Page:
Whenever I think of a specific heritage month I am reminded of the Chris Rock routine during which he points out that African American Heritage Month is the shortest month of the year.

    I’m usually not a fan of these types of months, days, etc. It seems to give people an excuse to ignore Native issues the rest of the year and to “other-ize” them.

  • I think some of you are looking for a slight where there isn’t one. As contemporary Natives a lot of our efforts are focused on ensuring that people recognize that we’re people, fully developed humans, & we aren’t some dead culture from America’s ‘frontier past’. This is called Native American Heritage Month now, BUT it used to be called American Indian History Month (to coincide with the older celebrations of Black History Month & Women’s History Month). The focus was on the accomplishments of each group’s past to emphasize that they were important contributors to America’s overall history & to encourage people to learn more than just the WASP version of the world. A large part of the motivation for these celebrations was the numerous studies & reports citing that America had a decidedly white-washed male dominated history taught in schools. Where were the historical figures of other races? Where were the women? The movement then expanded to including the truth about the history kids are already taught (like the 1st Thanksgiving is a myth & Columbus wasn’t such a nice guy). I think these celebrations are necessary until we get rid of that holiday in October & kids stop being taught about the first Thanksgiving & other lies & myths in their U.S. History classes.

    Perhaps I come from a unique perspective as I’ve worked for the DoD for many years where, as a federal agency, we were required to observe all of the federally recognized cultural/historical months/days. There are roughly 9-10 of them (some fluctuated over time). I served on the committee that prepared each month’s/day’s observances & as part of this celebration we always included the president’s proclamation.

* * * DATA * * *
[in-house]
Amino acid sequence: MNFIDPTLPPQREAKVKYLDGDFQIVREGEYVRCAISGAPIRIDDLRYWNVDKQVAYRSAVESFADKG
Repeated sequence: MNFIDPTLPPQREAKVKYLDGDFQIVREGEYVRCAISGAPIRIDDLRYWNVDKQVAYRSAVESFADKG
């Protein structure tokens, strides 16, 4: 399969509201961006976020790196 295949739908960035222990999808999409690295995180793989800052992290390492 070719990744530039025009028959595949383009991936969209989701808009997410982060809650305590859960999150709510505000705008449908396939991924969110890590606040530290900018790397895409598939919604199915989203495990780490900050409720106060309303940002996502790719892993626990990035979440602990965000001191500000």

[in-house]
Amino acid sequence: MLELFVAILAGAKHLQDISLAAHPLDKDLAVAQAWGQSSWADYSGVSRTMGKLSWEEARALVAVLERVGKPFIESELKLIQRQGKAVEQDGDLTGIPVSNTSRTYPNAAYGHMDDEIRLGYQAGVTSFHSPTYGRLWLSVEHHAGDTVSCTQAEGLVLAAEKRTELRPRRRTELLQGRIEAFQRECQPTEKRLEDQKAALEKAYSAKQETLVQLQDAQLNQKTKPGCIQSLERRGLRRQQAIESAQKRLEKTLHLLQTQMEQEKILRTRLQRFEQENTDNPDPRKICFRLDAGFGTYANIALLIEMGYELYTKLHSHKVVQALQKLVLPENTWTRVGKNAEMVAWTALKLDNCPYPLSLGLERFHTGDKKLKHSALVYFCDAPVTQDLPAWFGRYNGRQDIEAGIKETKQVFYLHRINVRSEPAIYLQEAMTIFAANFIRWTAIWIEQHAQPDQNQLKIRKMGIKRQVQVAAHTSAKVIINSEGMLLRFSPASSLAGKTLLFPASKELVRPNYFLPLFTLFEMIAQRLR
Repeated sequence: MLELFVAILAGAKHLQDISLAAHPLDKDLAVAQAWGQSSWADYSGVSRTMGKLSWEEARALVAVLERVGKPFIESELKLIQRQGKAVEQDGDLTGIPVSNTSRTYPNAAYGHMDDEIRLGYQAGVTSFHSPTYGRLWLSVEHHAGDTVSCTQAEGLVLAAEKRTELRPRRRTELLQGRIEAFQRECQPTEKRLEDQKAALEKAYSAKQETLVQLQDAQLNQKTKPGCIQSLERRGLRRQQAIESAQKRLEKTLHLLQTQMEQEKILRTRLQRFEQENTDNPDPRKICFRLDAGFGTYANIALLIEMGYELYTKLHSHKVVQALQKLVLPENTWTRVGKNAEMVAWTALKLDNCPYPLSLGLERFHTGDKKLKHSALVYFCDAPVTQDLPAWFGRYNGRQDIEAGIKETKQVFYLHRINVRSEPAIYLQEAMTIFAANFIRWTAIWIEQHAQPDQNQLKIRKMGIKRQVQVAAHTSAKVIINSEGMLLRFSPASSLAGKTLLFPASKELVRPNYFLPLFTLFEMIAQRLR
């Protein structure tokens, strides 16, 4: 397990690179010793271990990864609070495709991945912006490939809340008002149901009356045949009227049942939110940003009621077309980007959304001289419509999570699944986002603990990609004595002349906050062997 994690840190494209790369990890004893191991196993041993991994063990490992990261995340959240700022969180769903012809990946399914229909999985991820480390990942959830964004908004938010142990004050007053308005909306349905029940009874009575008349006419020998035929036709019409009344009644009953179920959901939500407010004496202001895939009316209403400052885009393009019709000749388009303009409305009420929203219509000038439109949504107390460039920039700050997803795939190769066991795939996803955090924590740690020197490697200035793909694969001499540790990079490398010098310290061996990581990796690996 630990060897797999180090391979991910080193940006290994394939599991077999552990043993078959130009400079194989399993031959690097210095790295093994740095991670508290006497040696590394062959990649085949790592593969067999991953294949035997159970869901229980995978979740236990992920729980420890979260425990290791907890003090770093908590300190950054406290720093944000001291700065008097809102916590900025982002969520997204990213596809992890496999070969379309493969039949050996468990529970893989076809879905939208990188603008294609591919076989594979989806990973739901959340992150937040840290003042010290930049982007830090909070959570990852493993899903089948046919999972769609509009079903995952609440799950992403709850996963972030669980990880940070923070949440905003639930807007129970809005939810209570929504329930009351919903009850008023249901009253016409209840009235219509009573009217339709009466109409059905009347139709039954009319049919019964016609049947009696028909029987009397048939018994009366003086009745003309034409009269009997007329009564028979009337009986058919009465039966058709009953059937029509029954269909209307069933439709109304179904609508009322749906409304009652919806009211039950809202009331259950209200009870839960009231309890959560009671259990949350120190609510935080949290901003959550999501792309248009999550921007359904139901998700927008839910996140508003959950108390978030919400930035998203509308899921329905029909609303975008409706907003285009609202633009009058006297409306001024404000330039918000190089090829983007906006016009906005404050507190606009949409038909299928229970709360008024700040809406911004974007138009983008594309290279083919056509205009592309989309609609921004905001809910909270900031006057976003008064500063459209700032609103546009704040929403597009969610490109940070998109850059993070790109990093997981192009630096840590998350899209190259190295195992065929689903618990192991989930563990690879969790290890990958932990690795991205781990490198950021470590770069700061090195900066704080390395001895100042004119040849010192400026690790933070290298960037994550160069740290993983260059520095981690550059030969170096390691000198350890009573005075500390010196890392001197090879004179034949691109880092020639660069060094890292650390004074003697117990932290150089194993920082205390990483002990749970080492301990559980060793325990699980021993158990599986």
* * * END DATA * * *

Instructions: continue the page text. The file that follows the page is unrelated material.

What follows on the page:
They ALL go – 1) recognize the past, 2) mention contributions which MUST include mention of military service, 3) mention current challenges, 4) state what our administration is doing, 5) wrap it all up with some promises, 6) required proclamation language.

    I’ve never seen a single one vary from this format. Some have been better than others (the baby Bush years were pretty thin on the “here’s how we’re helping” so they fluffed them up with names of famous people from each group).

    As far as this one goes, it’s pretty standard. It’s not the worst I’ve seen (baby Bush) and it’s not the best I’ve seen (Clinton).

  • i think it’s about freakin time we have something… but it would be a lot nicer if they were doing more.

  • I think that having a month is a teeny tiny itty bitty step in the right direction just enough to make people aware of the fact that it’s ridiculous to have just a month of Native American history.

    Like having an “African American” history month.

    It’s history, PERIOD.

  • I’d really love to see some mention of what’s going to happen to Native American political prisoners: Released Leonard Peltier yet?

    I won’t hold my breath, though. Also, still, no apologies for the atrocities committed against indigenous people on North American soil.

    Perhaps I’m being greedy, but I want more. This speech smacks of vacuous lip service, and nothing more. It’s sort of an “Oh look, Native Americans still exist. Okay I’ve drawn your attention to them, moving on…” and that is not good enough for me.